Testing on Devices Using a Local Webserver

Although it's improved in recent times, one of the painful aspects of web development can be testing that your site works well on mobile devices.

This particularly applies when you're developing on your local laptop with wireless network connection, and want to view the site on a mobile device, without first having to deploy to a staging server.


One tool that takes much of this pain away is ngrok, which is described on the site thusly:

“I want to securely expose a local web server to the internet and capture all traffic for detailed inspection and replay.”

ngrok creates a tunnel from the public internet (http://subdomain.ngrok.com) to a port on your local machine. You can give this URL to anyone to allow them to try out a web site you're developing without doing any deployment.

What this means is that, when we're webserving a site such as http://mebooks.localhost on our laptop, within a couple of minutes we can be visiting a URL such as http://mebooks.ngrok.com in a mobile browser and seeing the same site; as long as the mobile browser has a connection to the internet, it should be able to load our page.


wget https://api.equinox.io/1/Applications/ap_pJSFC5wQYkAyI0FIVwKYs9h1hW/Updates/Asset/ngrok.zip?os=darwin&arch=amd64&channel=stable

cd ~/workspace && mkdir ngrok && mv ngrok.zip ngrok && cd ngrok

Once installed, usage is as simple as:

# Serve all port 80 traffic via ngrok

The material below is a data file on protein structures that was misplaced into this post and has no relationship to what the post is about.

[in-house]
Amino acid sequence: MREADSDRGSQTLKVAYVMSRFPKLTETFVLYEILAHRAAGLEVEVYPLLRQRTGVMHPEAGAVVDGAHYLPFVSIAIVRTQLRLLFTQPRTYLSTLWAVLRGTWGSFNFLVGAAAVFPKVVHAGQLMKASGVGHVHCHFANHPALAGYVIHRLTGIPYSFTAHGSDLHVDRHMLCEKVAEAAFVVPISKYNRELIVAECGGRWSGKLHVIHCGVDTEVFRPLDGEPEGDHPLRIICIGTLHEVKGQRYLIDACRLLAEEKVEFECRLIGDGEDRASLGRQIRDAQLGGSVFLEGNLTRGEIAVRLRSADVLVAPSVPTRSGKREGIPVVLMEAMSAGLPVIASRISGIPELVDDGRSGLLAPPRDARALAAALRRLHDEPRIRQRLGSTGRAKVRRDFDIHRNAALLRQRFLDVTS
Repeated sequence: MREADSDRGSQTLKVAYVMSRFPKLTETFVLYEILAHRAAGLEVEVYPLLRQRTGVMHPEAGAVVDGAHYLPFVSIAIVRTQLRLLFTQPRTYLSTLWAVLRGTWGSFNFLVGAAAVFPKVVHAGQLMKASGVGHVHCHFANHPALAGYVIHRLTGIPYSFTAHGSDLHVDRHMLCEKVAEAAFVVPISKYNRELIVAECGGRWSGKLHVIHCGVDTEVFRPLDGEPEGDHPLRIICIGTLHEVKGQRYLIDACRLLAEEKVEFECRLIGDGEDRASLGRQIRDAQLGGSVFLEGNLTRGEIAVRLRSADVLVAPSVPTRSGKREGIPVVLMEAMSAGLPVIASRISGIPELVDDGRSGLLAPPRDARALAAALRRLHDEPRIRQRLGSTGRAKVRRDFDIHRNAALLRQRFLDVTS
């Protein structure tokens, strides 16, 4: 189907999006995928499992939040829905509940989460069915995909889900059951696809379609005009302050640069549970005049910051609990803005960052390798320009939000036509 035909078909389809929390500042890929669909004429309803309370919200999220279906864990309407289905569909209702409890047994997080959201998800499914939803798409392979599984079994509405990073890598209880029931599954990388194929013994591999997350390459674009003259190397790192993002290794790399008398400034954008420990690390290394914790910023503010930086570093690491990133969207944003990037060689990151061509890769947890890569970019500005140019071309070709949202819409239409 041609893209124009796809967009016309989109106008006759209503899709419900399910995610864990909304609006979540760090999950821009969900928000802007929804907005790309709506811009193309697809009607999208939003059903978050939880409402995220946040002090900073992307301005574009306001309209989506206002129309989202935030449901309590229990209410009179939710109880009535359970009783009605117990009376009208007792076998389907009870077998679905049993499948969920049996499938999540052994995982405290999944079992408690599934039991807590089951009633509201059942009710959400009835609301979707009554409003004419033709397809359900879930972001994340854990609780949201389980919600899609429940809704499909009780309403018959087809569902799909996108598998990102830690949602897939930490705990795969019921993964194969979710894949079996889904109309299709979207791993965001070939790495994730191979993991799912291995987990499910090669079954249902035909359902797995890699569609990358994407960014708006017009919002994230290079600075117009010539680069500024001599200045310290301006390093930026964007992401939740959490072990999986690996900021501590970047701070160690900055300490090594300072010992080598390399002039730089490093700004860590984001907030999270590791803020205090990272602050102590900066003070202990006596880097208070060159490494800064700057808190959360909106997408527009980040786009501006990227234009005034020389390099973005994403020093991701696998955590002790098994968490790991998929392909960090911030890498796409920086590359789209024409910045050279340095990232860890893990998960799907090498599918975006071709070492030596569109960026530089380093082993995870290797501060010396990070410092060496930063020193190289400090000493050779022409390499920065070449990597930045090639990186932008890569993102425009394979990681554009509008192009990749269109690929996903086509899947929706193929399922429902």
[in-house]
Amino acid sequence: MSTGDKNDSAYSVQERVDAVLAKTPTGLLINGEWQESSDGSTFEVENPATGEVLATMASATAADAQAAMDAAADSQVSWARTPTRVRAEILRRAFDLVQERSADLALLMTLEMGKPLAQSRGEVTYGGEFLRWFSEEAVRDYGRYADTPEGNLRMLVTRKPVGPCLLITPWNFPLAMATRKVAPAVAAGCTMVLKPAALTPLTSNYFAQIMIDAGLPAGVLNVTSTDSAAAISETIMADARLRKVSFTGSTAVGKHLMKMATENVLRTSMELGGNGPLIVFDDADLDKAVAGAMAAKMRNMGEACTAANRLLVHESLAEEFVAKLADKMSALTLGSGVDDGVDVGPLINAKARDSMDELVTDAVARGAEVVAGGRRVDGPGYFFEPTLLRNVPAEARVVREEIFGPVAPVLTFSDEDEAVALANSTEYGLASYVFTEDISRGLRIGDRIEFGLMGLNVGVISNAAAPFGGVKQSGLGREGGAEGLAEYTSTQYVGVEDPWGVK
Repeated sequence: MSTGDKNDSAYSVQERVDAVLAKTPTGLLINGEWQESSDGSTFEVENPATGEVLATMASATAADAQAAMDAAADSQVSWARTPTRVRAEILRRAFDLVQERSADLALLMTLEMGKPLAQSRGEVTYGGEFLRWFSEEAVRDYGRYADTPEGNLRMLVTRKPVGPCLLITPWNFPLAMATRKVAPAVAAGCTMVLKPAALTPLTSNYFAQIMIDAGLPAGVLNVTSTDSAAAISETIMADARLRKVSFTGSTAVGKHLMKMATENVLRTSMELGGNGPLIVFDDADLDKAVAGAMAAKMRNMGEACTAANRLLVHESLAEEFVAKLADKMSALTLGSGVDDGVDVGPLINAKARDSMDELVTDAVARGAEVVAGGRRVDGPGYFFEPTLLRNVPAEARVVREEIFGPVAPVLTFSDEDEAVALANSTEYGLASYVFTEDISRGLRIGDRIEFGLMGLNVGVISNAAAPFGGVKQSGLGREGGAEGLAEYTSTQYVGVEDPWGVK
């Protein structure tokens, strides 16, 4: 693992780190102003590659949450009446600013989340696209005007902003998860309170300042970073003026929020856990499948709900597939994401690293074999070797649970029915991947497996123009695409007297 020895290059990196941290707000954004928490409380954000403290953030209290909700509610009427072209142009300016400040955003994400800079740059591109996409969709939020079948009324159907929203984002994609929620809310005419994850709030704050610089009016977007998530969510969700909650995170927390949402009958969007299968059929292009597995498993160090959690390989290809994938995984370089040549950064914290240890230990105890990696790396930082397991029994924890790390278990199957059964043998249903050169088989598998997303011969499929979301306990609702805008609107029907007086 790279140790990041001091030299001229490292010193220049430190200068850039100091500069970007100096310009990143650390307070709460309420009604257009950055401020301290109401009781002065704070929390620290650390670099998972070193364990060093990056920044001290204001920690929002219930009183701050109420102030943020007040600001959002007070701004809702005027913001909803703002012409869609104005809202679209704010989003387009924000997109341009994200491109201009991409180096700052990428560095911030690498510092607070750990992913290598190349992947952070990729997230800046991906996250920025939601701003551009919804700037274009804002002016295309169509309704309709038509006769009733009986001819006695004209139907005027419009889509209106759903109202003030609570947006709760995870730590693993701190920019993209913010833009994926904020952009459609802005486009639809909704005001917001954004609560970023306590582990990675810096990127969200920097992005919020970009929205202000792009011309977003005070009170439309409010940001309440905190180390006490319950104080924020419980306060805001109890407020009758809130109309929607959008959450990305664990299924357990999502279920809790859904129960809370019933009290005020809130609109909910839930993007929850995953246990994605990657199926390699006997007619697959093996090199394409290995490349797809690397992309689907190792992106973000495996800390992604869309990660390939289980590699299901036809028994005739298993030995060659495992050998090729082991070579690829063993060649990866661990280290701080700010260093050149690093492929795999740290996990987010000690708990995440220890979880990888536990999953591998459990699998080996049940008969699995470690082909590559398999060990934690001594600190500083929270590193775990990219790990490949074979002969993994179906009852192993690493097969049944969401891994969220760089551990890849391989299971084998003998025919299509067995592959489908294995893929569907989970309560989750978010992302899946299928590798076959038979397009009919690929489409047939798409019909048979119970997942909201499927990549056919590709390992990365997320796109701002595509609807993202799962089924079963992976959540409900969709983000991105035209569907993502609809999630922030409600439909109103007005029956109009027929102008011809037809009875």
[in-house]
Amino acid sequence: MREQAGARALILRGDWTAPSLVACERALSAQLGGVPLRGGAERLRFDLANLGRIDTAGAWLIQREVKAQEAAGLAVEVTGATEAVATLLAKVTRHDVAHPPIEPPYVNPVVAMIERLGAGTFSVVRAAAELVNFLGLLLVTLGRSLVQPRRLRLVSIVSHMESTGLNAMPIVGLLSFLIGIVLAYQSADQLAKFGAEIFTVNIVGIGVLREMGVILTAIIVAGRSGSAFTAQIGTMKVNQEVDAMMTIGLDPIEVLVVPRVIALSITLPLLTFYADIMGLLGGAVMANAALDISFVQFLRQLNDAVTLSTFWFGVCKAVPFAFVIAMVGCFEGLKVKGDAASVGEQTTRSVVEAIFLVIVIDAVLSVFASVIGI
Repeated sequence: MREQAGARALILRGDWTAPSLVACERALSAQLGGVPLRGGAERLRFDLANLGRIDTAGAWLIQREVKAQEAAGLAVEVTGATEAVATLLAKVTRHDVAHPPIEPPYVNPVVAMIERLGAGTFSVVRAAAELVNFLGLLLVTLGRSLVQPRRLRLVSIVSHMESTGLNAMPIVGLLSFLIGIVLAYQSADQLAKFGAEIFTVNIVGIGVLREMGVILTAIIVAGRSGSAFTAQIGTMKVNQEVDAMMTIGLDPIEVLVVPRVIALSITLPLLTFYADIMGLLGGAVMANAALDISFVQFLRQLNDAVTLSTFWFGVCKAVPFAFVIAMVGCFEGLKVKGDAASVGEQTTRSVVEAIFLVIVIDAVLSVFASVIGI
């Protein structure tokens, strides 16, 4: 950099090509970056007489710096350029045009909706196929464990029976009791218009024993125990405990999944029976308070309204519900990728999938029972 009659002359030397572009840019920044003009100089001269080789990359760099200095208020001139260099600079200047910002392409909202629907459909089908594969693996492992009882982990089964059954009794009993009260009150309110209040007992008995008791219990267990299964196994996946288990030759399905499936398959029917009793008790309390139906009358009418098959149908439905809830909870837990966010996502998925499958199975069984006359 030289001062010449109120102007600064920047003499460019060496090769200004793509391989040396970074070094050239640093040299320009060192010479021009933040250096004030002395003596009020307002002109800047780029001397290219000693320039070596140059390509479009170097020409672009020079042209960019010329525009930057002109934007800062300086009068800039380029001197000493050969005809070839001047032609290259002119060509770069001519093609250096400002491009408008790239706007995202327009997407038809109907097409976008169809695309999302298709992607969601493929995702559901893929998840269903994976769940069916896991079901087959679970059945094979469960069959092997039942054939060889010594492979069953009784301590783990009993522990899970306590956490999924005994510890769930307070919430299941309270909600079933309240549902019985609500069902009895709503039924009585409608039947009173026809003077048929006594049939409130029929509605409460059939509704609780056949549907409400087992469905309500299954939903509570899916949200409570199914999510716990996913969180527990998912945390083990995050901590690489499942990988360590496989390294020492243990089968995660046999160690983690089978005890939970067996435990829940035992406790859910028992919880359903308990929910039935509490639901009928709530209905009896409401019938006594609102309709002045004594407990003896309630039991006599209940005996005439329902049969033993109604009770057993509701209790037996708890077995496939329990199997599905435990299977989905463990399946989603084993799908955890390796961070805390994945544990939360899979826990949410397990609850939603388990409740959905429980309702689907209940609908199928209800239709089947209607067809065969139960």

./ngrok 80

Once connected, we'll see something like the following:

ngrok                        (Ctrl+C to quit)

Tunnel Status                 online
Version                       1.7/1.6
Forwarding                    http://2ebd2fe0.ngrok.com ->
Forwarding                    https://2ebd2fe0.ngrok.com ->
Web Interface       
# Conn                        41
Avg Conn Time                 260.80ms

HTTP Requests

GET /assets/images/141207361_ 200 OK
GET /assets/images/144566138_ 200 OK
GET /assets/images/142808332_ 200 OK
GET /assets/images/83691787_t 200 OK

Ngrok has opened up a tunnel from our local machine to the ngrok site, and we can then visit http://2ebd2fe0.ngrok.com in our mobile device browser to see our locally-served site.

You'll probably need to add the following directive to your vhost conf (presuming you're using apache):

    # This goes, say, below 'ServerName mebooks.localhost'
    ServerAlias 2ebd2fe0.ngrok.com


The subdomain assigned by ngrok is not guaranteed to last from one session to the next, so ideally we want to use a custom subdomain such as mebooks.ngrok.com.

We can easily specify a custom subdomain when starting ngrok:

    ./ngrok -subdomain mebooks 80

However, while we don't have to pay to be able to use a custom domain, unless we've paid a donation to ngrok these subdomains are on a first-come basis; if someone else has paid to reserve our subdomain or is currently using ngrok with the specified subdomain, then we won't be able to use it.

Once logged in, we'll find a auth token on our dashboard that allows us to identify ourselves. This auth token only needs to be specified once, as it then gets saved in ~/.ngrok.

Typically, on our local webserver we'll be serving our site using a name-based virtual host, expecting to see our site at http://mebooks.localhost, and having the following in our /etc/private/hosts file:    mebooks.localhost

To ensure that our webserver can correctly capture requests from http://mebooks.ngrok.com, we need to ensure that our vhost has the ServerAlias mebooks.ngrok.com set, and our webserver has been restarted.

Note that we can also see a nice page showing our traffic served at http://localhost:4040/http/in


More details about ngrok can be found on the ngrok site, and in this sitepoint article which covers ngrok and similar services.